Results

Baseline Characteristics and Functional Outcomes

Between 01/02/13 and 15/04/13, 303 patients were admitted to the Stroke Service with a clinical diagnosis of acute IS or ICH. Table 1 displays demographics, co-morbidities, and stroke characteristics for each group.

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Table 1. Patient Demographics, Co-morbidities, and Stroke Characteristics.

http://dx.doi.org/10.1371/journal.pone.0128246.t001

Ischemic stroke and ICH groups were not significantly different with respect to age, gender, and race. Intracerebral hemorrhage patients had higher median NIHSS scores on admission compared to IS patients. Nearly 33% of all IS patients admitted were treated with intravenous alteplase, consistent with prior data published from our institutional registry[11]. A significantly higher (p<0.001) proportion of ICH patients had poor outcome, as compared to IS patients (Table 2).

Feasibility of Screening for Post-Stroke Depression

Of the 303 total IS and ICH patients, 211 (70%) were eligible for screening, and 75% (158) of eligible patients were screened (Fig 2). Eligible patients were not screened because they were either missed (n = 48; 23%) or because the screen was not completed, despite being attempted (n = 5; 2%). Of the 92 patients who were ineligible for screening, 30 were aphasic and 62 had a medical condition precluding screening (Fig 2). The median time that the screens were performed for IS and ICH patients were 2 and 3 days after admission, respectively. For the entire cohort, the median time for screening was 2.5 days after admission.

Factors Associated with Being Screened for Post-Stroke Depression

The likelihood of being screened, if eligible, was not found to be associated with any demographic or clinical factors (Table 3).

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Table 3. Factors Associated With Being Screened for Post-Stroke Depression.

http://dx.doi.org/10.1371/journal.pone.0128246.t003

Depression Scores and Factors Associated with Early Post-Stroke Depression

Median score on the MPHQ-9 for both IS and ICH patients was 3. Overall, more than one-third of all IS and ICH patients screened positive for depression, as defined in our study as a score ≥4. (Fig 2). Nineteen patients out of 158 (12.03%; 95% CI 7.76%-18.16%) scored ≥ 10. Seven patients scored ≥15, all of whom were admitted with IS, and of which 3 had prior depressed mood in the past. One reported benefit from discussing low mood and stressors with a social worker during the hospitalization, and was prescribed an antidepressant. The patient reported a significant improvement in mood with antidepressant treatment at follow-up, and received additional outpatient counseling. Another patient exhibited suicidal thoughts. Inpatient psychiatry consultation was obtained, the patient was initiated on an antidepressant, and outpatient mental health clinic follow-up was arranged. A third was offered outpatient psychiatry referral during stroke clinic follow-up visit due to persistent depressed mood, though the patient declined.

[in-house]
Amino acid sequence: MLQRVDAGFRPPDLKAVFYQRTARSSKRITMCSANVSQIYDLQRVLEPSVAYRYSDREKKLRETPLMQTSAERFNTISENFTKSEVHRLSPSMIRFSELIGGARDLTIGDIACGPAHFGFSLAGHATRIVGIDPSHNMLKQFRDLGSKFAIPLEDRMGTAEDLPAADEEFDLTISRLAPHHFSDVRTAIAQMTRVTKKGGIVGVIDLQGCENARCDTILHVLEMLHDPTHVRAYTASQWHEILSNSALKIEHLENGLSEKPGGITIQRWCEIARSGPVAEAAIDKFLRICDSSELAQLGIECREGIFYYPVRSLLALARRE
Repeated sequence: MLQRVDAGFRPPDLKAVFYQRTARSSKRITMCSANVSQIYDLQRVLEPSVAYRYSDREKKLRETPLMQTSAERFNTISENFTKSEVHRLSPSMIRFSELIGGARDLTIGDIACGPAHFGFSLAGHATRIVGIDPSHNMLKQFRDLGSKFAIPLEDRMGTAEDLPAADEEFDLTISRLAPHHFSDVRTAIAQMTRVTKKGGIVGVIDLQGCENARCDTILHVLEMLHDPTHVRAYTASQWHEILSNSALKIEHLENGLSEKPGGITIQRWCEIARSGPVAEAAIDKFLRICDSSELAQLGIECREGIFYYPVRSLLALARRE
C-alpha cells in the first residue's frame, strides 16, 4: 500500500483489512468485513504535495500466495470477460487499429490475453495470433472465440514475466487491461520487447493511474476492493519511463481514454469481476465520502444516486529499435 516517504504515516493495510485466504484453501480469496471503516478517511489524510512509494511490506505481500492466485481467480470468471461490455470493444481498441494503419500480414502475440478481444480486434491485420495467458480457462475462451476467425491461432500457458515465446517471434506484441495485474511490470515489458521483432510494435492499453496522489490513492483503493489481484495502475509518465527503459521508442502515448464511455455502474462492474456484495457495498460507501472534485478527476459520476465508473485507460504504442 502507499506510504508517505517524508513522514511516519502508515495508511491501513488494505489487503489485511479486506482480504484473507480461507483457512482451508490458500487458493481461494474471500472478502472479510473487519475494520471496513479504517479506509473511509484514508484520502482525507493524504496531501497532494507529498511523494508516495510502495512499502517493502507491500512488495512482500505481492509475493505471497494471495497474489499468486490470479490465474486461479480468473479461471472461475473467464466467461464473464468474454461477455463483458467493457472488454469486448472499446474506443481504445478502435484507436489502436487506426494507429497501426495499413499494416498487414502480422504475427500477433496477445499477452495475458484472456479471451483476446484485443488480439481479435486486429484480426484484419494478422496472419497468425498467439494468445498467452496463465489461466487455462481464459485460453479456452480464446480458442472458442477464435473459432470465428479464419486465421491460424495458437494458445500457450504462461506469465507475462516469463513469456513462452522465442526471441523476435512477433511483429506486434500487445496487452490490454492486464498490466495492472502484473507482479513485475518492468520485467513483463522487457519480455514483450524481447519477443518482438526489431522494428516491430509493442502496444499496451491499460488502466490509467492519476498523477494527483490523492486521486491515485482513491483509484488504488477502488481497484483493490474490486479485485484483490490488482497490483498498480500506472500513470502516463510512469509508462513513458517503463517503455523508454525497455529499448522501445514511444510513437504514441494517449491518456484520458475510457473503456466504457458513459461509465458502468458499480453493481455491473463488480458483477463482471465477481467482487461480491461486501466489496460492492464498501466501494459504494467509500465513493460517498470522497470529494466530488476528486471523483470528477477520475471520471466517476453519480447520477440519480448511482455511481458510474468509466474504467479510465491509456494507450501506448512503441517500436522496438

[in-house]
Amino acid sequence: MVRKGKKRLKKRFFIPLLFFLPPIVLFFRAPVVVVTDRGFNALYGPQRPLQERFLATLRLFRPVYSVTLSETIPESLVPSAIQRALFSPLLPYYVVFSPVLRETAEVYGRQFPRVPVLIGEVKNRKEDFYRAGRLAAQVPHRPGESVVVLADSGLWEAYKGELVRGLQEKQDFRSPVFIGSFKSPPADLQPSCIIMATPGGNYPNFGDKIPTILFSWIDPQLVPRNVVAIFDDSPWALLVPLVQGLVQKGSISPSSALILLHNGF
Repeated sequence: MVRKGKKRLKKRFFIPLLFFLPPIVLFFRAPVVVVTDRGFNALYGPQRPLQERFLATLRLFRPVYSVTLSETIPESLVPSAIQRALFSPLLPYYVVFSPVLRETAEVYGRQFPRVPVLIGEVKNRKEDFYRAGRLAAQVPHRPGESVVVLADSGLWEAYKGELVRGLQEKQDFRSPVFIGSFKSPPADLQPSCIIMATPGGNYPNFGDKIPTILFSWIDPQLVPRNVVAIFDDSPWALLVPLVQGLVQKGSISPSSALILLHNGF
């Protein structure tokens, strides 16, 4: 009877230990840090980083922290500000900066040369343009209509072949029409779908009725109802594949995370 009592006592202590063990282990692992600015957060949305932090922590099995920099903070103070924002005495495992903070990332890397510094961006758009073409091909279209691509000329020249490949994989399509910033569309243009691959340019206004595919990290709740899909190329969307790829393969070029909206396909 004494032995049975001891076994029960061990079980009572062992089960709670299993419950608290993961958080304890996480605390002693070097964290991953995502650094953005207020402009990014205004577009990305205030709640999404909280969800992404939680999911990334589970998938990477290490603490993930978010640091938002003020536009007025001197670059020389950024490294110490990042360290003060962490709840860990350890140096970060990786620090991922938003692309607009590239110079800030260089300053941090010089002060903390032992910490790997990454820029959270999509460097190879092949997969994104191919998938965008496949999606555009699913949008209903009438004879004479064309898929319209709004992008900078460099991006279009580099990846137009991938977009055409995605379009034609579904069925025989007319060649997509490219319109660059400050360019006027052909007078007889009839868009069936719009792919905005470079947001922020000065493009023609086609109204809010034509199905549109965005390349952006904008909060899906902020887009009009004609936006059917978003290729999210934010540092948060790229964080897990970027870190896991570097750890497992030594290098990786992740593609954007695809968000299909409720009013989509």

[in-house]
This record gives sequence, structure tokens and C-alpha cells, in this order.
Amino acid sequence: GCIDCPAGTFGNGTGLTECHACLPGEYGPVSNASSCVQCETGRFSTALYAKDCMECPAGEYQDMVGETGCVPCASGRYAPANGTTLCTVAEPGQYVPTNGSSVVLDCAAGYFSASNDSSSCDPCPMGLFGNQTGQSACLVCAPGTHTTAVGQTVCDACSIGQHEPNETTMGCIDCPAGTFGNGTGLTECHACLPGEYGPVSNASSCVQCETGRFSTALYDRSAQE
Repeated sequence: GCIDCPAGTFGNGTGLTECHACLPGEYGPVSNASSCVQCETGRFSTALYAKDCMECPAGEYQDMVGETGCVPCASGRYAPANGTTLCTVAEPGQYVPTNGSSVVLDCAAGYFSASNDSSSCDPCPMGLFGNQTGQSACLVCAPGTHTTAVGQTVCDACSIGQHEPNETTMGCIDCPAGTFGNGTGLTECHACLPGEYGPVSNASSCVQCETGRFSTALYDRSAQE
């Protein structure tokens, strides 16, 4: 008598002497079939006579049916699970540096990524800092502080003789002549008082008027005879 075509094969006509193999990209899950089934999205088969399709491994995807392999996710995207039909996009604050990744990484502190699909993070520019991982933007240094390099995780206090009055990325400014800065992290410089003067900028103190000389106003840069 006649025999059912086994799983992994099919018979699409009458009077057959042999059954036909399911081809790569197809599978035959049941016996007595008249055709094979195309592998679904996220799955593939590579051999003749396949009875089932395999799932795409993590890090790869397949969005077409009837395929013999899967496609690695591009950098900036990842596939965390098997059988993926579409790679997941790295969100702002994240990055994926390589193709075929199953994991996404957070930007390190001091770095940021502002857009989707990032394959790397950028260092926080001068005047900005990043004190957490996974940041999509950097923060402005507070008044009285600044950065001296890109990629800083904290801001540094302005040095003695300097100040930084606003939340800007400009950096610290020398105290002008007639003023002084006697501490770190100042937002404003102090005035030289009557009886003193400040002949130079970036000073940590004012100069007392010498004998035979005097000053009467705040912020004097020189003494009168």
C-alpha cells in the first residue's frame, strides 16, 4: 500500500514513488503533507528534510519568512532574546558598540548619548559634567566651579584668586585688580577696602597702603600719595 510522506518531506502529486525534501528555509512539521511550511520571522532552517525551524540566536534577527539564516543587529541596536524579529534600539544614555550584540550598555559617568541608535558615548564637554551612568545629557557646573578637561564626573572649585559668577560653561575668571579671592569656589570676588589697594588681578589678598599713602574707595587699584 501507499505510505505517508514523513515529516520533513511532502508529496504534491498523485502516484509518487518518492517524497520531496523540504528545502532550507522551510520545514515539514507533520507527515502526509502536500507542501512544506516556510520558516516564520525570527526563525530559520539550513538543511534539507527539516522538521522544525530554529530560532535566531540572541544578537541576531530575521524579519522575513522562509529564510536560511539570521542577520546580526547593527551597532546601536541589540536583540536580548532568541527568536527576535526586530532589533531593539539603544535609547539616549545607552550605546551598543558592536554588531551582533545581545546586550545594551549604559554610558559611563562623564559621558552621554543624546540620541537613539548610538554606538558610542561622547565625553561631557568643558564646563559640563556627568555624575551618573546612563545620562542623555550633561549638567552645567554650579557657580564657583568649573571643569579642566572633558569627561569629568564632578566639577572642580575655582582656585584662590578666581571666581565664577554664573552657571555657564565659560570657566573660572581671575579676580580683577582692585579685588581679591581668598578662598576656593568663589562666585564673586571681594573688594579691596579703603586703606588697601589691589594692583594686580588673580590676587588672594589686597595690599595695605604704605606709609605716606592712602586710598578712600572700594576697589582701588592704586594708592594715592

In both univariable (Table 4) and multivariable models, younger age (OR 0.97, 95%CI 0.96–0.99) and female sex (OR 2.06, 95% CI 1.06–4.01) were associated with screening positive for PSD (Table 4). When depression score was treated as a continuous variable, female sex was the only factor associated with a higher score (p = 0.017).

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Table 4. Factors Associated With Screening Positive for Post-Stroke Depression.

http://dx.doi.org/10.1371/journal.pone.0128246.t004

Association with Poor Functional Outcome

Of the 56 patients who screened positive for PSD, outcome data were available for 54. Twenty-seven of these 54 (50%) had a poor outcome (mRS > 3). Of the 98 patients who did not screen positive and had outcome data documented, 40 (41%) had a poor outcome. Though the odds of having a poor outcome with PSD were higher, this difference did not reach the threshold of statistical significance (p = 0.276; OR 1.45, 95% CI 0.74–2.83).

Discussion

Key Results and Interpretation

We describe a new clinical practice to screen for depression in the early stages of the hospitalized patient with IS or ICH. During this early phase of implementation of Joint Commission CSC requirements, we were able to successfully screen nearly 75% of all eligible patients, hence reaching our predefined benchmark.

Our screening instrument was novel and was adapted from the original PHQ-9[10]. The original screen detects depressive symptoms within the preceding two weeks, whereas our modified version inquires about symptoms since the time of hospitalization. Our selection of a screening instrument was based on prior data supporting use of the PHQ-9 in subacute stroke patients[16, 17].

The importance of early PSD is highlighted as a CSC requirement, though some may argue that early depression simply reflects a reaction to the acute illness and new disability, rather than persistent, true depression[19]. Prior data have demonstrated that the symptom profile of those with PSD differs from those with major depressive disorder without clinical comorbidity[20]. Also, depressive symptoms at the time of inpatient rehabilitation admission have been shown to correlate with less efficient use of rehabilitative services in stroke patients, underscoring the importance of early diagnosis of PSD[21]. For the seven patients who scored ≥15 in our study, the identification of early depression offered opportunities for further questioning and exploration of symptoms, as well as intervention.